base of the bridge (musical terms)

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Resurgam

Member
Armenian-Russian
Hi!

Would someone be so kind as to help with the following phrase? "This is a type of a sarangi, comprised of 6 or 7 playing strings, 11 to 13 sympathetic strings and a skin head stretched at the base of the bridge". The instrument looks like this:


I have no notion of musical instruments' terms but after searching I have found out that the skin head is that dirty-white area, the bridge is that white upright thing. And this pic shows where the base of the bridge is


So basically my question is: does the last part of the sentence make sense to you, native speakers? I'm confused, the skin head is stretched over the top of the instrument's body. Or is there a misprinted: they wanted to say it's streched under the base of the bridge? I also thought that they might have meant the leather band under the bridge but it's called "belt" and may be it isn't that important detail to be meantioned in a short description of the instrument.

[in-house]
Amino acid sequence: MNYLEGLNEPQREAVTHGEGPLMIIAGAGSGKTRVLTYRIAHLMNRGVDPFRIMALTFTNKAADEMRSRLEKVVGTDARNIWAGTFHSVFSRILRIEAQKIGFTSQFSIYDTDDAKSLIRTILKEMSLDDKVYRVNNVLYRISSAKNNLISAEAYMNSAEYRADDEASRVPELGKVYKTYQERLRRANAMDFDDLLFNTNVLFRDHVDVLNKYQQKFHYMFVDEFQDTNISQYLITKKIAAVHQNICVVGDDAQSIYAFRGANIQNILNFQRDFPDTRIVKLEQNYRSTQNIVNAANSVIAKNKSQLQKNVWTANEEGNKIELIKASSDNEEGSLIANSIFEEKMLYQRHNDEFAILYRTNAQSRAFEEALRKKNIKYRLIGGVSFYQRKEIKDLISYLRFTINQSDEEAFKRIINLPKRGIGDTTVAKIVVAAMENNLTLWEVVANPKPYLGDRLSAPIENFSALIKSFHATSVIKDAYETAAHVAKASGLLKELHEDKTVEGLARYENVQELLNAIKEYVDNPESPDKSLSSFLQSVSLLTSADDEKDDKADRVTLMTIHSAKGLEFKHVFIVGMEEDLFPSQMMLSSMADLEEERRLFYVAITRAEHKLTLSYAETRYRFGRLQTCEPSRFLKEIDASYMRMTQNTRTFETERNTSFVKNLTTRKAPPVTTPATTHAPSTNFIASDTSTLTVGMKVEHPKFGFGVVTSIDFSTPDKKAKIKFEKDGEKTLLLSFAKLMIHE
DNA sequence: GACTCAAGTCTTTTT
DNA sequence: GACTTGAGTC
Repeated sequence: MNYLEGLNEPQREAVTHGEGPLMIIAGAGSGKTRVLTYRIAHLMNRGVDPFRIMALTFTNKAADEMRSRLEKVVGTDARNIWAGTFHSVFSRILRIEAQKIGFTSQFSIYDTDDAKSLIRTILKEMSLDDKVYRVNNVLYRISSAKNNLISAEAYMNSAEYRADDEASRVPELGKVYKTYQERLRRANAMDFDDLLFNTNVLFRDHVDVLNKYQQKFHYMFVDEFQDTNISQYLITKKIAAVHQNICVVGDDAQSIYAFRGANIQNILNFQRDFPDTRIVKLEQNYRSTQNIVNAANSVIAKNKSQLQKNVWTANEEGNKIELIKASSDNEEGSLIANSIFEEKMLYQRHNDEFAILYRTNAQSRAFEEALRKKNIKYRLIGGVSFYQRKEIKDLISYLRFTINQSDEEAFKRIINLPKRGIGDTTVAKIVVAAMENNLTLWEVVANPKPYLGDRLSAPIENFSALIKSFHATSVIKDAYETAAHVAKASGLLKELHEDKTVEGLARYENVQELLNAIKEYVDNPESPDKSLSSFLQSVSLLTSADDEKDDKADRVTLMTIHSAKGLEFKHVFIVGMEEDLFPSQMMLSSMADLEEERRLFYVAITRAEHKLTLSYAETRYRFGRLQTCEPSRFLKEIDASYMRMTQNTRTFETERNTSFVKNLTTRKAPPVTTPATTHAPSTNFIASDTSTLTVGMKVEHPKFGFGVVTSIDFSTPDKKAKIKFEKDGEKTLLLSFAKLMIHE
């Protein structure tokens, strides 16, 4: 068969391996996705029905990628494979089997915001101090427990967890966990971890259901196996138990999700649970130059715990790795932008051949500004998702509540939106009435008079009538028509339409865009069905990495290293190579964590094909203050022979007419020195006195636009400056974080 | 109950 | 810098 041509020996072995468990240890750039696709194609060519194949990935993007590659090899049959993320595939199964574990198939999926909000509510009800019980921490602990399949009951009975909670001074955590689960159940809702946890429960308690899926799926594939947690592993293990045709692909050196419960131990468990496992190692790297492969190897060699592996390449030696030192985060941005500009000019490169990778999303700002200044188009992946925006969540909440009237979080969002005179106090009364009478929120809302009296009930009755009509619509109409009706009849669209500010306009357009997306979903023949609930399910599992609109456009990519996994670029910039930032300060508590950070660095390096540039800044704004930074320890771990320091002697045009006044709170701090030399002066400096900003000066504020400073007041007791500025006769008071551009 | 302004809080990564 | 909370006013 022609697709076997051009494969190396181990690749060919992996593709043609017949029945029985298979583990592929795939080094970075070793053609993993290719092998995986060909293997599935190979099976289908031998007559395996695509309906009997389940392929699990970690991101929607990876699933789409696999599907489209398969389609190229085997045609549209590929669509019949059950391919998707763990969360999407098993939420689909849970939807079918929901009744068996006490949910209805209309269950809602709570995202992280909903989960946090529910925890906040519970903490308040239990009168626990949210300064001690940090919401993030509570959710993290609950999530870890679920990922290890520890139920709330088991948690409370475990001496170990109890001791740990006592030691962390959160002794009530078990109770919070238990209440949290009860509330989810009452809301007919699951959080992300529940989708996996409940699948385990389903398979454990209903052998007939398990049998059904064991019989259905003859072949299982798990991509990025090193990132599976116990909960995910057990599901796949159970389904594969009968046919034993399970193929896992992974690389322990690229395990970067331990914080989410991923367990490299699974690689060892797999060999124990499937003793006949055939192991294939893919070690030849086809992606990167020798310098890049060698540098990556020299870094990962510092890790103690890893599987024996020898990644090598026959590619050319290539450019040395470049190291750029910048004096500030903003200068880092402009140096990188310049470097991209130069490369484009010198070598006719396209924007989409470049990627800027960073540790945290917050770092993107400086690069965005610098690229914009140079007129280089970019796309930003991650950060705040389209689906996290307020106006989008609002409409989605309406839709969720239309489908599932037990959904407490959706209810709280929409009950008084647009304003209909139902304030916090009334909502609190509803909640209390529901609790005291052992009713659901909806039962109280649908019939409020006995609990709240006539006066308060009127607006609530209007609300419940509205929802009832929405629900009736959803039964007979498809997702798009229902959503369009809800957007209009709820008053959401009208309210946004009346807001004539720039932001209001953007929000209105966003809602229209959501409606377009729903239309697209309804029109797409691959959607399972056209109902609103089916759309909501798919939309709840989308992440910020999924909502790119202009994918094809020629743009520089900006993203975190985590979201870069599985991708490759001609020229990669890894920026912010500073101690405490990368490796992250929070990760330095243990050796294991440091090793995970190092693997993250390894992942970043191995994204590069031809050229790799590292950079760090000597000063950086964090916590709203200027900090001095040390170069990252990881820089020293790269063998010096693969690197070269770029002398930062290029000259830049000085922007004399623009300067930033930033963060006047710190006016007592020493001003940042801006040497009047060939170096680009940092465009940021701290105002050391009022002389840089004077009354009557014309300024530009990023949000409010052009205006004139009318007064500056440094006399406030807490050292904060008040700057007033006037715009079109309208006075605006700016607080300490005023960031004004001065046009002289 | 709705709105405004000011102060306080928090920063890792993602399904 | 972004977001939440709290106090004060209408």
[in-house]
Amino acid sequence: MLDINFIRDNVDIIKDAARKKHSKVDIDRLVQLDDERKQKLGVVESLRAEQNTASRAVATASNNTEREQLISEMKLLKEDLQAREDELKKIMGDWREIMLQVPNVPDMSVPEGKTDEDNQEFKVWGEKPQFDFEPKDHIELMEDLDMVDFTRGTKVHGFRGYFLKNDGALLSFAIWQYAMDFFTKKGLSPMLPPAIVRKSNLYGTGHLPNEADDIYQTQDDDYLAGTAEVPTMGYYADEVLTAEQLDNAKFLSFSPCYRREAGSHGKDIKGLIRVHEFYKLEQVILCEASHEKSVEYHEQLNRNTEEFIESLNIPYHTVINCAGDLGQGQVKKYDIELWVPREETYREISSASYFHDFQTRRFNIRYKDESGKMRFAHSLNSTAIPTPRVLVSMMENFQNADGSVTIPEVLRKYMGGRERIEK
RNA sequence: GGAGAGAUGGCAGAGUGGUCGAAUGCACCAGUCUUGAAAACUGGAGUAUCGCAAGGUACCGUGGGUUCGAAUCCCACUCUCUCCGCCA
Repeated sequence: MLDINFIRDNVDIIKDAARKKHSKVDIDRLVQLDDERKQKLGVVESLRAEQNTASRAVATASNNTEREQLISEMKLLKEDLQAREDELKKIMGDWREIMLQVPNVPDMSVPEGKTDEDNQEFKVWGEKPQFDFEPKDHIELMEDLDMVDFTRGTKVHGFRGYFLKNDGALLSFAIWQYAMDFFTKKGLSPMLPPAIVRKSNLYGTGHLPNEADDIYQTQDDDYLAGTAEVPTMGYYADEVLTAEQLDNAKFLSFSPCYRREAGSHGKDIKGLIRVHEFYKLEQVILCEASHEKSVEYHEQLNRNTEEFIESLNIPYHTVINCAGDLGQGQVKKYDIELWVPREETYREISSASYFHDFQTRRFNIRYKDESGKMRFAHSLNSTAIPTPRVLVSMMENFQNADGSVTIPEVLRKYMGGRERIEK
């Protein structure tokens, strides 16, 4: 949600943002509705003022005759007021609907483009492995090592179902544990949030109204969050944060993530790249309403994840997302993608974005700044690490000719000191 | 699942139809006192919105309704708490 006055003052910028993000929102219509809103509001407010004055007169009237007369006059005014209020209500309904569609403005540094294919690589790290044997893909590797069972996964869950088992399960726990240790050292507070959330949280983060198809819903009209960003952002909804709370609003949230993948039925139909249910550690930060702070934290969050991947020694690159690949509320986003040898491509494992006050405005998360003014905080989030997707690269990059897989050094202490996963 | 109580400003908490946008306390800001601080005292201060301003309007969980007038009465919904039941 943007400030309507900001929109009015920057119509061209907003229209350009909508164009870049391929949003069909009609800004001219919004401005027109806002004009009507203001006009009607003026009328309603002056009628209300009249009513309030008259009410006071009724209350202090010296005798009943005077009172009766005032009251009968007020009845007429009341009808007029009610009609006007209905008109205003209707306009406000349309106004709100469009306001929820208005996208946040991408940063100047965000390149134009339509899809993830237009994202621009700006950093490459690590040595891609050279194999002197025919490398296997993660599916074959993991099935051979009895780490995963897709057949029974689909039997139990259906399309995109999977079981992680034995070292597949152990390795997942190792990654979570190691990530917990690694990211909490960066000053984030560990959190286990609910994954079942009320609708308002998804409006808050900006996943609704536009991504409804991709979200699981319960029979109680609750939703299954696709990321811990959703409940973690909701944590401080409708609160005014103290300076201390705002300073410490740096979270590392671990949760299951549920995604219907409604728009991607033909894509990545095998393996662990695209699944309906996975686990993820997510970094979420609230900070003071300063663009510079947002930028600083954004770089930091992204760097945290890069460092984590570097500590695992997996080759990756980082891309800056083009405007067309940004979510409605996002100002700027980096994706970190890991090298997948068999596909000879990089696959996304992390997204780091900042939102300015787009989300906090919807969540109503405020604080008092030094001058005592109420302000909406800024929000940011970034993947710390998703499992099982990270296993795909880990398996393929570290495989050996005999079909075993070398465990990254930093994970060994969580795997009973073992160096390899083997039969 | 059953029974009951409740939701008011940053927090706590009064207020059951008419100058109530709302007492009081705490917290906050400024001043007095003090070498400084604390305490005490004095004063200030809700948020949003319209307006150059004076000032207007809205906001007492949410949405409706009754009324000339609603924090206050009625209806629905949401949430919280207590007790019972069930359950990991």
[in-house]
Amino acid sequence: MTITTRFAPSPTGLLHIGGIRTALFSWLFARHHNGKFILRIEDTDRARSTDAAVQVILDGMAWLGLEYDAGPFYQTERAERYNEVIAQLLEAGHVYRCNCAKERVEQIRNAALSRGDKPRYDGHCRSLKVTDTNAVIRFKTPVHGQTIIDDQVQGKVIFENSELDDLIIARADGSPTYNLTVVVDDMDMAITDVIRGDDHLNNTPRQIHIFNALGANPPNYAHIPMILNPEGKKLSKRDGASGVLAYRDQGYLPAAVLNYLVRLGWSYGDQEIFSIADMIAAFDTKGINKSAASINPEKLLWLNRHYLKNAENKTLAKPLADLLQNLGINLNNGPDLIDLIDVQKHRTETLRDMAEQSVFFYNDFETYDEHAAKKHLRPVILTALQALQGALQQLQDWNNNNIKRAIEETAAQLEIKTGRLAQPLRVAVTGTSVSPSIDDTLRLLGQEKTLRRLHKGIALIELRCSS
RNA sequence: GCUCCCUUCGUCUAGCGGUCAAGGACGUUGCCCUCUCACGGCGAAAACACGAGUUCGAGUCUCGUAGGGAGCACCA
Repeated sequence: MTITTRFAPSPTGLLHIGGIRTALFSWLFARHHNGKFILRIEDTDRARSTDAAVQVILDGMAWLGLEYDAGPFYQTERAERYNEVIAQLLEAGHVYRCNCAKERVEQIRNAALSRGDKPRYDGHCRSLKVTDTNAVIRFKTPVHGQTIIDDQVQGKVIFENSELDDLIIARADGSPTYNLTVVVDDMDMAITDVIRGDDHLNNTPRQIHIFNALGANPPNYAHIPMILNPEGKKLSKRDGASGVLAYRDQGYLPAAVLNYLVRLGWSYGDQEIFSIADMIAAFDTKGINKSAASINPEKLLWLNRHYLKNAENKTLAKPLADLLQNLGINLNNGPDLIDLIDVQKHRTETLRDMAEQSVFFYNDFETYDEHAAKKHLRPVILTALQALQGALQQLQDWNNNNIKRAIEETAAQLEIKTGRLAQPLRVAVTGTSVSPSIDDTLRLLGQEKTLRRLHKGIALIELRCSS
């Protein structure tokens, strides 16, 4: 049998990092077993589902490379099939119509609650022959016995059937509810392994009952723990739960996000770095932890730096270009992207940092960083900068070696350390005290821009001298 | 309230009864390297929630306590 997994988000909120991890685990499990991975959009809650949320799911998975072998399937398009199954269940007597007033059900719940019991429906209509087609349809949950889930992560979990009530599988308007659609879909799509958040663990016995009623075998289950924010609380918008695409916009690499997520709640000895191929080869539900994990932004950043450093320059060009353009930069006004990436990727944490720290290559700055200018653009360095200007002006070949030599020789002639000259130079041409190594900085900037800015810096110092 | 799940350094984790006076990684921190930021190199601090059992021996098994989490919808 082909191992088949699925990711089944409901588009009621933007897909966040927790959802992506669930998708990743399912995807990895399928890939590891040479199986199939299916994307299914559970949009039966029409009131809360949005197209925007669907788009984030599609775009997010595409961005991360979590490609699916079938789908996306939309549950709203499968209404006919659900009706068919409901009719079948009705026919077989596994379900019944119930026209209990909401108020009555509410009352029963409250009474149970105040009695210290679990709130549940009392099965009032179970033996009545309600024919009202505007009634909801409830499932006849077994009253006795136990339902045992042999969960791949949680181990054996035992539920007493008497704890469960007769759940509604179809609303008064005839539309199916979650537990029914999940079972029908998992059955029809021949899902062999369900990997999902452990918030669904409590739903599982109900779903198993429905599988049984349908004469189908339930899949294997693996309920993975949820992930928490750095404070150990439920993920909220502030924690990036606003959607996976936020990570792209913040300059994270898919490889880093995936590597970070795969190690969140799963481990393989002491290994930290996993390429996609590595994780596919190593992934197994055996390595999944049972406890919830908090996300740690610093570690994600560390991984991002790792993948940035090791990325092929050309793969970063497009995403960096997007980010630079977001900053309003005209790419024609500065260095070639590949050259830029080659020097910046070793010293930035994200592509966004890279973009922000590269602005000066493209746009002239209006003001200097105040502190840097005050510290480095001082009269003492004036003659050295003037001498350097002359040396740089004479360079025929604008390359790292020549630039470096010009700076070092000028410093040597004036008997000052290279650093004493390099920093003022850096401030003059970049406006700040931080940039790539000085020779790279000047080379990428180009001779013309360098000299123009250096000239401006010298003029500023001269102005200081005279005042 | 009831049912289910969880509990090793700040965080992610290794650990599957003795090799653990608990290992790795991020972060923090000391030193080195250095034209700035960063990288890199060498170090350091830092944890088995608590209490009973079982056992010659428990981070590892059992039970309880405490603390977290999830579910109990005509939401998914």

I would be very grateful to anyone for help!
Thanx in advance!
 
  • Keith Bradford

    Senior Member
    English (Midlands UK)
    I agree with you, that the description reverses the order that we might expect; but perhaps the author was describing things in chronological order - the fingers pluck the strings, the strings vibrate the bridge, and finally the sound is amplified through the skin.

    However, it's perfectly grammatical to use at or under (or indeed beneath).
     

    Resurgam

    Member
    Armenian-Russian
    cado, thank you! I see. So taking into consederation the context while translating I can use "under\beneath" instead of "at", can't I?
     
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